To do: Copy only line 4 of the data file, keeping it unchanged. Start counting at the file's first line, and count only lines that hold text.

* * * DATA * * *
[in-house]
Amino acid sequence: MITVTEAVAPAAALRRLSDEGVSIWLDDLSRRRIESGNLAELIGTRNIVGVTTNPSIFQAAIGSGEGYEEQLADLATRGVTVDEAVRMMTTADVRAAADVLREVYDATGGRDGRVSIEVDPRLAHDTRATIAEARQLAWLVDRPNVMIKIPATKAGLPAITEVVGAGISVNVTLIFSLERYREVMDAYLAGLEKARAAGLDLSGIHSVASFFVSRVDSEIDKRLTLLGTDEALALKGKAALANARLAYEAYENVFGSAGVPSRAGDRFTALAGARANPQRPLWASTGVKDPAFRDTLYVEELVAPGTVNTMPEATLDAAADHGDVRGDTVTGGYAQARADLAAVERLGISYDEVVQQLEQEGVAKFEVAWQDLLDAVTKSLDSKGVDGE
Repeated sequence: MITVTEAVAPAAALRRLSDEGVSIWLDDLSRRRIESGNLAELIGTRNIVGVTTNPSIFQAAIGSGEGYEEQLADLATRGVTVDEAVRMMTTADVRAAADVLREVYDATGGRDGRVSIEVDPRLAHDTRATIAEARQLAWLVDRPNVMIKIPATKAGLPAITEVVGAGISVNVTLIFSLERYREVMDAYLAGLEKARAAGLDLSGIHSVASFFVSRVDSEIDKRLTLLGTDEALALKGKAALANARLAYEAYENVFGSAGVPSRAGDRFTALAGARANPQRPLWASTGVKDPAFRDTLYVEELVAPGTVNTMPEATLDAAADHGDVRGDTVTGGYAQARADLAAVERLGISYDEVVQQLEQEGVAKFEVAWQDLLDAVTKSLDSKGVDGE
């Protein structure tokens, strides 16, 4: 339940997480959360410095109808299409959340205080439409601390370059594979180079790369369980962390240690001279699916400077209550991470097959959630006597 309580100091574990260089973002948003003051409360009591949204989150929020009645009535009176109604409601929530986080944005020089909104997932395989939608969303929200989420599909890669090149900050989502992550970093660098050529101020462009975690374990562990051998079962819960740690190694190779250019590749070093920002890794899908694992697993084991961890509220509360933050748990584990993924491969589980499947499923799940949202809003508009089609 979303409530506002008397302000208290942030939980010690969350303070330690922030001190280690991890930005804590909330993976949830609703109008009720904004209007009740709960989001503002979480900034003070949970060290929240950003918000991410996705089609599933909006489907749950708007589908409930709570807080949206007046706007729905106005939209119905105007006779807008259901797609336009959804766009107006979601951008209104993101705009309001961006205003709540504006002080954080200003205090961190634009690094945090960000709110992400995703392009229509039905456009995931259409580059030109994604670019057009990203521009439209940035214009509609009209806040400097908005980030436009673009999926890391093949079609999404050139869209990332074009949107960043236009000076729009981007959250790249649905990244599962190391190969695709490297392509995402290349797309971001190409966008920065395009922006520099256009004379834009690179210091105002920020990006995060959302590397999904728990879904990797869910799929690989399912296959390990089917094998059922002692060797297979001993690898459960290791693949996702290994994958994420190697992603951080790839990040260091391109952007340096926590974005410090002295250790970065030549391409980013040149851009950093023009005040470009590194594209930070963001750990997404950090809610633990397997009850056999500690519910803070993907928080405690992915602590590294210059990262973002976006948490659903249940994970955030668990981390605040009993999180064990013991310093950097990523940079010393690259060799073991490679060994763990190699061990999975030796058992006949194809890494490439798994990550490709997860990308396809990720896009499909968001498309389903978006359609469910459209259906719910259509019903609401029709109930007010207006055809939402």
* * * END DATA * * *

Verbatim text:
């Protein structure tokens, strides 16, 4: 339940997480959360410095109808299409959340205080439409601390370059594979180079790369369980962390240690001279699916400077209550991470097959959630006597 309580100091574990260089973002948003003051409360009591949204989150929020009645009535009176109604409601929530986080944005020089909104997932395989939608969303929200989420599909890669090149900050989502992550970093660098050529101020462009975690374990562990051998079962819960740690190694190779250019590749070093920002890794899908694992697993084991961890509220509360933050748990584990993924491969589980499947499923799940949202809003508009089609 979303409530506002008397302000208290942030939980010690969350303070330690922030001190280690991890930005804590909330993976949830609703109008009720904004209007009740709960989001503002979480900034003070949970060290929240950003918000991410996705089609599933909006489907749950708007589908409930709570807080949206007046706007729905106005939209119905105007006779807008259901797609336009959804766009107006979601951008209104993101705009309001961006205003709540504006002080954080200003205090961190634009690094945090960000709110992400995703392009229509039905456009995931259409580059030109994604670019057009990203521009439209940035214009509609009209806040400097908005980030436009673009999926890391093949079609999404050139869209990332074009949107960043236009000076729009981007959250790249649905990244599962190391190969695709490297392509995402290349797309971001190409966008920065395009922006520099256009004379834009690179210091105002920020990006995060959302590397999904728990879904990797869910799929690989399912296959390990089917094998059922002692060797297979001993690898459960290791693949996702290994994958994420190697992603951080790839990040260091391109952007340096926590974005410090002295250790970065030549391409980013040149851009950093023009005040470009590194594209930070963001750990997404950090809610633990397997009850056999500690519910803070993907928080405690992915602590590294210059990262973002976006948490659903249940994970955030668990981390605040009993999180064990013991310093950097990523940079010393690259060799073991490679060994763990190699061990999975030796058992006949194809890494490439798994990550490709997860990308396809990720896009499909968001498309389903978006359609469910459209259906719910259509019903609401029709109930007010207006055809939402």